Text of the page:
Credits

CLIMATE CHANGE STOCK EXCHANGE 

 

References

  1. IPCC Fifth Assessment Report, Summary for Policymakers

    B.D. Santer et.al., “A search for human influences on the thermal structure of the atmosphere,” Nature vol 382, 4 July 1996, 39-46

    Gabriele C. Hegerl, “Detecting Greenhouse-Gas-Induced Climate Change with an Optimal Fingerprint Method,” Journal of Climate, v. 9, October 1996, 2281-2306

    V. Ramaswamy et.al., “Anthropogenic and Natural Influences in the Evolution of Lower Stratospheric Cooling,” Science 311 (24 February 2006), 1138-1141

    B.D. Santer et.al., “Contributions of Anthropogenic and Natural Forcing to Recent Tropopause Height Changes,” Science vol. 301 (25 July 2003), 479-483.

  2. T. Westerhold et. al., “An astronomically dated record of Earth’s climate and its predictability over the last 66 million years,” Science vol. 369 (11 Sept. 2020), 1383-1387.

  3. In 1824, Joseph Fourier calculated that an Earth-sized planet, at our distance from the Sun, ought to be much colder. He suggested something in the atmosphere must be acting like an insulating blanket. In 1856, Eunice Foote discovered that blanket, showing that carbon dioxide and water vapor in Earth’s atmosphere trap escaping infrared (heat) radiation.

    In the 1860s, physicist John Tyndall recognized Earth’s natural greenhouse effect and suggested that slight changes in the atmospheric composition could bring about climatic variations. In 1896, a seminal paper by Swedish scientist Svante Arrhenius first predicted that changes in atmospheric carbon dioxide levels could substantially alter the surface temperature through the greenhouse effect.

    In 1938, Guy Callendar connected carbon dioxide increases in Earth’s atmosphere to global warming. In 1941, Milutin Milankovic linked ice ages to Earth’s orbital characteristics. Gilbert Plass formulated the Carbon Dioxide Theory of Climate Change in 1956.

  4. Vostok ice core data; NOAA Mauna Loa CO2 record
    Gaffney, O.; Steffen, W. (2017). “The Anthropocene equation,” The Anthropocene Review (Volume 4, Issue 1, April 2017), 53-61.

  5. Levitus, S.; Antonov, J.; Boyer, T.; Baranova, O.; Garcia, H.; Locarnini, R.; Mishonov, A.; Reagan, J.; Seidov, D.; Yarosh, E.; Zweng, M. (2017). NCEI ocean heat content, temperature anomalies, salinity anomalies, thermosteric sea level anomalies, halosteric sea level anomalies, and total steric sea level anomalies from 1955 to present calculated from in situ oceanographic subsurface profile data (NCEI Accession 0164586). Version 4.4. NOAA National Centers for Environmental Information. Dataset. doi: 10.7289/V53F4MVP

    https://www.nodc.noaa.gov/OC5/3M_HEAT_CONTENT/index3.html

    von Schuckmann, K., Cheng, L., Palmer, D., Hansen, J., Tassone, C., Aich, V., Adusumilli, S., Beltrami, H., Boyer, T., Cuesta-Valero, F., Desbruyeres, D., Domingues, C., Garcia-Garcia, A., Gentine, P., Gilson, J., Gorfer, M., Haimberger, L., Ishii, M., Johnson, G., Killick, R., King, B., Kirchengast. G., Kolodziejczyk, N., Lyman, J., Marzeion, B., Mayer, M., Monier, M., Monselesan, D., Purkey, S., Roemmich, D., Schweiger, A., Seneviratne, S., Shepherd, A., Slater, D., Steiner, A., Straneo, F., Timmermans, ML., Wijffels, S. (2020). Heat stored in the Earth system: where does the energy go? Earth System Science Data (Volume 12, Issue 3, 07 September 2020), 2013-2041.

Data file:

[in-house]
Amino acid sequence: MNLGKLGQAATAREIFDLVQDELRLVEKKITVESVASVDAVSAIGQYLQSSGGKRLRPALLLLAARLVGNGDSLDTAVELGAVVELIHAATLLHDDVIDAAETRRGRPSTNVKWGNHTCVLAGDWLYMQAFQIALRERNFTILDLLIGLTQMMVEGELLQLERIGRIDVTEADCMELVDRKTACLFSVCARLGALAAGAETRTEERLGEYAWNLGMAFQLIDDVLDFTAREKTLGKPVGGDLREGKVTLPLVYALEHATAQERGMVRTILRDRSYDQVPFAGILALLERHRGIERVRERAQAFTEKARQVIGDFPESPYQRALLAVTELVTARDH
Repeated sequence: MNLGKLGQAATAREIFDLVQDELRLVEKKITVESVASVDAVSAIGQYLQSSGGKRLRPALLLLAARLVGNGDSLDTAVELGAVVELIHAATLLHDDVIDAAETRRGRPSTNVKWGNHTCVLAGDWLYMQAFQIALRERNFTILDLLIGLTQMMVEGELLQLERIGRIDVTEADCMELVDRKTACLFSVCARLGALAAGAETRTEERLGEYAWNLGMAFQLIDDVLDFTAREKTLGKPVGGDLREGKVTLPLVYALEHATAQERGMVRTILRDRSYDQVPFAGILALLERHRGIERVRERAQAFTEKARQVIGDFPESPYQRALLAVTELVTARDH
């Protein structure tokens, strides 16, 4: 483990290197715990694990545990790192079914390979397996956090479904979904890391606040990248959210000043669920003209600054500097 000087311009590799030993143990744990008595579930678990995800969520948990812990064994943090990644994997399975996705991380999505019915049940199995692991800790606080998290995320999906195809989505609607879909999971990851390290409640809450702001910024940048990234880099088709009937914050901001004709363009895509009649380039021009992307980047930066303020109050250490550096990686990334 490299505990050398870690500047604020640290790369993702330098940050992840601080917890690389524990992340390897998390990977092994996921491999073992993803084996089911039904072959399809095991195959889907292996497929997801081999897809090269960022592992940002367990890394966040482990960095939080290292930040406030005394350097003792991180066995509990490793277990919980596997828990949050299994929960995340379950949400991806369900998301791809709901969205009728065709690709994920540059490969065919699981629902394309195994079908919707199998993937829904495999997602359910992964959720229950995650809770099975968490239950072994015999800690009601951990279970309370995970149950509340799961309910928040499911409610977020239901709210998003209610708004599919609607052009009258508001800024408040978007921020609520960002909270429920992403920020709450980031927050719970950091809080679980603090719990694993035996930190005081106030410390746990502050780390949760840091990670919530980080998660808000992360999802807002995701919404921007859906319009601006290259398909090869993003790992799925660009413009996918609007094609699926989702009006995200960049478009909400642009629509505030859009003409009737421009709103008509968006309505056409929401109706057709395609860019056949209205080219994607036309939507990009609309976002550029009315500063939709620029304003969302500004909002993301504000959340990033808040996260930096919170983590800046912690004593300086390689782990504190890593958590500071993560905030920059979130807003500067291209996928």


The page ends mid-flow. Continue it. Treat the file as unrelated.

6. Velicogna, I., Mohajerani, Y., A, G., Landerer, F., Mouginot, J., Noel, B., Rignot, E., Sutterly, T., van den Broeke, M., van Wessem, M., Wiese, D. (2020). Continuity of ice sheet mass loss in Greenland and Antarctica from the GRACE and GRACE Follow‐On missions. Geophysical Research Letters (Volume 47, Issue 8, 28 April 2020, e2020GL087291.

  7. National Snow and Ice Data Center

    Robinson, D. A., D. K. Hall, and T. L. Mote. 2014. MEaSUREs Northern Hemisphere Terrestrial Snow Cover Extent Daily 25km EASE-Grid 2.0, Version 1. [Indicate subset used]. Boulder, Colorado USA. NASA National Snow and Ice Data Center Distributed Active Archive Center. doi: https://doi.org/10.5067/MEASURES/CRYOSPHERE/nsidc-0530.001. [Accessed 9/21/18].

    http://nsidc.org/cryosphere/sotc/snow_extent.html

    Rutgers University Global Snow Lab, Data History Accessed September 21, 2018.

  8. R. S. Nerem, B. D. Beckley, J. T. Fasullo, B. D. Hamlington, D. Masters and G. T. Mitchum. “Climate-change–driven accelerated sea-level rise detected in the altimeter era.PNAS, 2018 DOI: 10.1073/pnas.1717312115
  9. USGCRP, 2017: Climate Science Special Report: Fourth National Climate Assessment, Volume I [Wuebbles, D.J., D.W. Fahey, K.A. Hibbard, D.J. Dokken, B.C. Stewart, and T.K. Maycock (eds.)]. U.S. Global Change Research Program, Washington, DC, USA, 470 pp, doi: 10.7930/J0J964J6

  10. C. L. Sabine et.al., “The Oceanic Sink for Anthropogenic CO2,” Science vol. 305 (16 July 2004), 367-371
  11. Special Report on the Ocean and Cryosphere in a Changing Climate, Technical Summary, Chapter TS.5, Changing Ocean, Marine Ecosystems, and Dependent Communities, Section 5.2.2.3.
    https://www.ipcc.ch/srocc/chapter/technical-summary/

 

 

 

 

 

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